The crucial upshot is that every Tim’s non-negotiable Trinitarianism depends almost entirely for its orthodox essence on what he says is a mere transcendental. He cannot subjugate the immense transcendent rank of the Church without also undermining the orthodox Trinitarianism he holds so highly. To be frank, if the Church is a mere, skewed, flawed, defectible and defected canvas for truth, but in fact not the ground and pillar of truth, then the whole basis defending Trinitarianism dissolves. The dogmas of Nicea were not necessary to make the Church Trinitarian, but were *necessary* to explain and vindicate the way the Church lived and worshipped prior to them. In the same way, to paraphrase and adapt something Cardinal Newman said, the dogmas of ecclesial *and papal* infallibility are necessary to explain the way the Church and the popes acted prior to those dogmas.
Fear not: obviously, the Trinity is still the ontological basis for all things. But it’s sheer Gnostic whimsy to say we can know this apart from the mystical and historical authority of the Church. Obviously, the Bible testifies to the Trinity, but it’s willfully ignorant to say we see this so clearly *apart from* the tradition of the worshipping Church prior to Nicea and, especially, the declarations of Nicea. The Trinity grounds all things; but the Church – the People of God around the Word of God – grounds our Trinitarianism. Although the ante-Nicene Church was not Nicene, it was orthodox. Likewise, although the Church prior to “questionable” papal developments was not monarchial, it was papal. Nicea was no more antecedently necessary than Trent or Vatican I; but they are all subsequently necessary. We rely no more on the supposedly “inherent” authority of Nicea *without the transcendent authority of God* than we might rely on the authority of the pope without the authority of the Triune God.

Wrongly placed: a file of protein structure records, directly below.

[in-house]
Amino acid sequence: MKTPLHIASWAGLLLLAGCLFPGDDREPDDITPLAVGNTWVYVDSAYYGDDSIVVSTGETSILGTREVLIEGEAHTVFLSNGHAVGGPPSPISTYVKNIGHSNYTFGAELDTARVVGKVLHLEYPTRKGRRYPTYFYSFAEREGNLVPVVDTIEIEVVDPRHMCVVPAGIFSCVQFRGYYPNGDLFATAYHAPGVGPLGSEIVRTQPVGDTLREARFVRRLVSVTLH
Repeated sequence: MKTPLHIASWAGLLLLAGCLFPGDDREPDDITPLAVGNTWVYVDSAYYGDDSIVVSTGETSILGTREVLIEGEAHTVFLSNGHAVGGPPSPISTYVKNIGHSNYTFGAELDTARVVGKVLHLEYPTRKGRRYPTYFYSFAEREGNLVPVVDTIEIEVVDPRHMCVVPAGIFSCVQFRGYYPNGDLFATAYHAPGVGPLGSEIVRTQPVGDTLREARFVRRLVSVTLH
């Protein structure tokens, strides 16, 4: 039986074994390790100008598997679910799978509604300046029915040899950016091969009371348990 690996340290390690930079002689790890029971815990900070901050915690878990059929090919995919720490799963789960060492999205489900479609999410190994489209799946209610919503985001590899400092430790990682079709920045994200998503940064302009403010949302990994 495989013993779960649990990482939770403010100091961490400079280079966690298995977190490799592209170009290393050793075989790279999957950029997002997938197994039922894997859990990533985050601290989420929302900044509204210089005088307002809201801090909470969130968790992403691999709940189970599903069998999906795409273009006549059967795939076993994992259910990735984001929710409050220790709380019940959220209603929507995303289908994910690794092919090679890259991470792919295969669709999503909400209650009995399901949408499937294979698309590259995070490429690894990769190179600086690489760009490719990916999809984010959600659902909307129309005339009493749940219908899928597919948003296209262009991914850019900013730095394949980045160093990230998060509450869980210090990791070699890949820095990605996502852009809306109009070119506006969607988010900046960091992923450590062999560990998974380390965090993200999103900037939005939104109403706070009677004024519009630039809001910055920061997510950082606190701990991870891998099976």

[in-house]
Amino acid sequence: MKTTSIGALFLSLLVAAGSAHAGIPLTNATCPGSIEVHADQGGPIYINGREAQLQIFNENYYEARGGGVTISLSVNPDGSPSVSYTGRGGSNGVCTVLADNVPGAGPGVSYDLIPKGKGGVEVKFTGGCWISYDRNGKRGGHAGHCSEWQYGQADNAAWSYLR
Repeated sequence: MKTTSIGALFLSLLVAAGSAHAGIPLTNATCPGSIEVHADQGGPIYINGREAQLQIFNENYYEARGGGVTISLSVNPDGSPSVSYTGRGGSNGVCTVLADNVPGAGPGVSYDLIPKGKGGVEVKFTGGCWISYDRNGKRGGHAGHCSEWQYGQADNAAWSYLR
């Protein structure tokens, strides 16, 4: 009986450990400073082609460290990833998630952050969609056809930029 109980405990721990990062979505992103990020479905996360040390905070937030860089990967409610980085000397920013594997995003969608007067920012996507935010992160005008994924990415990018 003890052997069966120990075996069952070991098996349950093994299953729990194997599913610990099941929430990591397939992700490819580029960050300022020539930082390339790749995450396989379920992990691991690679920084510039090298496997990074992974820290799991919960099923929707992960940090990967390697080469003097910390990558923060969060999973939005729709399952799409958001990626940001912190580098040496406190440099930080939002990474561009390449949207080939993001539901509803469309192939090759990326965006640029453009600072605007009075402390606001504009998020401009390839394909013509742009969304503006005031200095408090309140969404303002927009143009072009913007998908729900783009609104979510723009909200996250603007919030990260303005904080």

I think Tim oversimplifies Newman’s approach. First, not only should his theory of development be understood in light of Newman’s theory of assent as he articulated it over ten years into _An Essay in Aid of a Grammar of Assent_. I can’t do justice to explaining Newman’s epistemology, so I’ll refrain from doing it injustice. Suffice it to say, though, that I think Tim too hastily stuffs Newman’s views into the rationalism of Paley and Butler. Newman’s _Grammar of Assent_, as basically a work of personalism, was so bold precisely because it resisted the impersonal rationalism of Paley. In this vein, I strongly encourage Tim, or anyone, to read Fr. Stanley Jaki’s meditation on the _Grammar_.